Use English every day! (But take it up a level)
I get it. You already know that you have to use a language every day to elevate your understanding of the language. In fact, that’s probably why you understand this article and seek to understand more. Let me explain what I mean.
How to Learn English by Thinking in English
Many students in the intermediate level of learning a language tend to plateau. They’re fluent and know anywhere from 5,000 to 10,000 words. They can get around and easily and converse with people about most basic topics. It’s a very comfortable place to be in!
But, there’s something missing. The intermediate plateau leaves out a lot of specialized topics. There is slang and jargon that isn’t understood. Intermediate level learners may still make some common errors due to lack of confidence in their knowledge of the language. They can’t play with the language to communicate what they truly mean. A lot of jokes and humor might not be understood. Basically, they’re missing out on a lot of things going on!
To elevate your understanding of English you must immerse yourself in native speaking materials and exercises. But not necessarily those from a textbook. Learning textbook English is great (and necessary!) and gives you the rules, but it will be your job to use them in real situations. This is the point where you need to step out of a classroom and start learning on your own.
Many people who grow their English comprehension explain that the path to upper level comprehension involved complete immersion into materials that native speakers consume (books, tv, movies, music, newspapers, magazines, podcasts, blogs, etc…). If you need help with resources to study, we have a comprehensive list here.
Through consuming native material, you’ll increase your understanding of idioms, common phrases, slang, jargon, and even some regional dialect if you plan to live in a particular area. These are the tools you’ll need to start filling in gaps in your language learning.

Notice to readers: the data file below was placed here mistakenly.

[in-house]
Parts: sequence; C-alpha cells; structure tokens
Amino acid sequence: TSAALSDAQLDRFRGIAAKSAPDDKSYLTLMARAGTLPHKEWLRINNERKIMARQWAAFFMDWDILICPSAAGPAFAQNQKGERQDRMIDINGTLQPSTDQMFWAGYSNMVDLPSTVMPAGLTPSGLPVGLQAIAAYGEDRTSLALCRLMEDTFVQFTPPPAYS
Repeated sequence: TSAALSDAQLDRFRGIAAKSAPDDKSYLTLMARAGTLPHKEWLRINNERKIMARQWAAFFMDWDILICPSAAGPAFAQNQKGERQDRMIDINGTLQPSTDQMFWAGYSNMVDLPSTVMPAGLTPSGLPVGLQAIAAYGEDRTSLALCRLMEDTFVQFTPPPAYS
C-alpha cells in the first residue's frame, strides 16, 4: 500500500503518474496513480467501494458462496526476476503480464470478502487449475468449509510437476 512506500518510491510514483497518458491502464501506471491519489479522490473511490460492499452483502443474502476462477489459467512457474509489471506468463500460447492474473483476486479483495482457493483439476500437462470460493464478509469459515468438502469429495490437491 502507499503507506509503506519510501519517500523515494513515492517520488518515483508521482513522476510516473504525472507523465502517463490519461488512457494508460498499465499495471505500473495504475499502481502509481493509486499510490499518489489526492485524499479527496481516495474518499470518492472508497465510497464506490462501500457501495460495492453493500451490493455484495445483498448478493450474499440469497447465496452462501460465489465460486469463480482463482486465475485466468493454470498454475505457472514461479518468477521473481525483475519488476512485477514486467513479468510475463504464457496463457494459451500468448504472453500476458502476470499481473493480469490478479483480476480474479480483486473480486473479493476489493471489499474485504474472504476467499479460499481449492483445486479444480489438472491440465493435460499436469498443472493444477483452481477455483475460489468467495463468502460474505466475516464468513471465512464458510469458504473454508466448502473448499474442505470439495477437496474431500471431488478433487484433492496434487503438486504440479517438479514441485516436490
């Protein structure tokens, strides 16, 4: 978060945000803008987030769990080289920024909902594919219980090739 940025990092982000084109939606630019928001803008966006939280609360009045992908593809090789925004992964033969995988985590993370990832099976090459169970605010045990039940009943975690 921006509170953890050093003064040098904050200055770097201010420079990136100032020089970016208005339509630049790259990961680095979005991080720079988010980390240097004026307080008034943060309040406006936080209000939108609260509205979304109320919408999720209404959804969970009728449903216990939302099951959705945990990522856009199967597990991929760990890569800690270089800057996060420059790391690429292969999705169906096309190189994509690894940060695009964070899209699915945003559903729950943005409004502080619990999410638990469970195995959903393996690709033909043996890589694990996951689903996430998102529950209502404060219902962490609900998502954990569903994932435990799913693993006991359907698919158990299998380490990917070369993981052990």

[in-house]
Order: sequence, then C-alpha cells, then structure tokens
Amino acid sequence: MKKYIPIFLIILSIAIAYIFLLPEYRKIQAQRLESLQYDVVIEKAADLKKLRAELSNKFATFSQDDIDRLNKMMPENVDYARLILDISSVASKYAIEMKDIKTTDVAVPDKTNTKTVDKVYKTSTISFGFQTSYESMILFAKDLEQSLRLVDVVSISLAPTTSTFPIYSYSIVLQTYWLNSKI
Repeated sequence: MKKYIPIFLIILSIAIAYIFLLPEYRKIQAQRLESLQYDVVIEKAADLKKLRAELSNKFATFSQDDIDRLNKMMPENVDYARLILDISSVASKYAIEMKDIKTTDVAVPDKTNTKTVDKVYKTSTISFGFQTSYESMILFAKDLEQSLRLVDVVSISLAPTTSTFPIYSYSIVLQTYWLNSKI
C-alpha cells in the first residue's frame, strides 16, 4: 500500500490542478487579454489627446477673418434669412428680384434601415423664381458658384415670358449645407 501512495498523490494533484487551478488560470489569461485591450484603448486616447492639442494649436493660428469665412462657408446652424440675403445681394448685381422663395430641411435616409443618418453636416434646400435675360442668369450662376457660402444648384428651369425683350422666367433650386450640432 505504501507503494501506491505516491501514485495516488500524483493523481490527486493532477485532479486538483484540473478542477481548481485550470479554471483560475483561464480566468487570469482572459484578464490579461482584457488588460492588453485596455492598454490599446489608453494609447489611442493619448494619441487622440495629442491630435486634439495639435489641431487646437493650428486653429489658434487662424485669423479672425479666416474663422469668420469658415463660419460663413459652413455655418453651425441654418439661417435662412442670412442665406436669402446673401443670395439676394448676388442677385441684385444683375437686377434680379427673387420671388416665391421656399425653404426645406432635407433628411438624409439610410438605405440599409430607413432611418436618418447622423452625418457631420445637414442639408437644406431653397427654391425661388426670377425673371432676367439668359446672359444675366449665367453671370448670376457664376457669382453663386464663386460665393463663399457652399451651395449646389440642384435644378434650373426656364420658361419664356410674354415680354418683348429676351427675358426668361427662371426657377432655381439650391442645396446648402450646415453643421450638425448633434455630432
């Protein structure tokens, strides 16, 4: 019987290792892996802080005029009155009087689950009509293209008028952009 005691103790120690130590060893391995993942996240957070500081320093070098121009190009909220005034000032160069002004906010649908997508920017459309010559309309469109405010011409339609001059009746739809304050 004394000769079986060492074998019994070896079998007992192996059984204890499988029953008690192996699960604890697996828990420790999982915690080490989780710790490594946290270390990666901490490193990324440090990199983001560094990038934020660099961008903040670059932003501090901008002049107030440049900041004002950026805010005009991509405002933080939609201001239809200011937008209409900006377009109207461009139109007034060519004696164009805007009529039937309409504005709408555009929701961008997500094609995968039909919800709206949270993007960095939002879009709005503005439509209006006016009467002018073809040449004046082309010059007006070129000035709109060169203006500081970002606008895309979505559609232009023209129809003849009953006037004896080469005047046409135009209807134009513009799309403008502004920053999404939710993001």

The idea behind native immersion is to start thinking in English so that your responses to phrases you read or hear are converted immediately into English in your head. A great way to start the process is to constantly write responses to things you read or hear.
When you read a book, write a paragraph or two stating your opinion of the chapter.
When you read a newspaper article, write a paragraph stating your opinion on the article.
When you see a movie, write a summary of what you think the message or idea of the movie was.
One of the best exercises is to pick a blog you enjoy reading and comment on it. You can start with this one by commenting below!
Notice how these exercises deal with more than just the facts and events in the material. To raise your comprehension level, you must understand phrases and ideas in English that are abstract (existing in thought or as an idea but not having a physical or concrete existence), and you must use them every day!
How to Learn English Vocabulary at the Next Level
It’s great to learn the basics, but when taking your English to the next level, you have to increase your vocabulary. To understand and communicate opinions, you must expand the range of abstract words, idioms, and general vocabulary you use to show a higher understanding of the language. This is the type of thinking and communication that distinguishes one level from the other. It will also reduce the number of errors you make in your communication.
Using Labels and a Word Journal to Increase Your Range
Aside from using the immersion techniques discussed in the previous paragraph, it helps to create a labeling system for yourself to have a visual reference to the word that you are learning.
For example, a mid-level or intermediate English speaker may know what it means when someone says, “Close the door.” However, many Americans will use the word shut instead of close when they ask someone to close a door.
Both phrases mean the same thing, but to increase your English level, you must know and understand each phrase. Labeling the door with a reminder note that says “shut the door” can help you remember the phrase.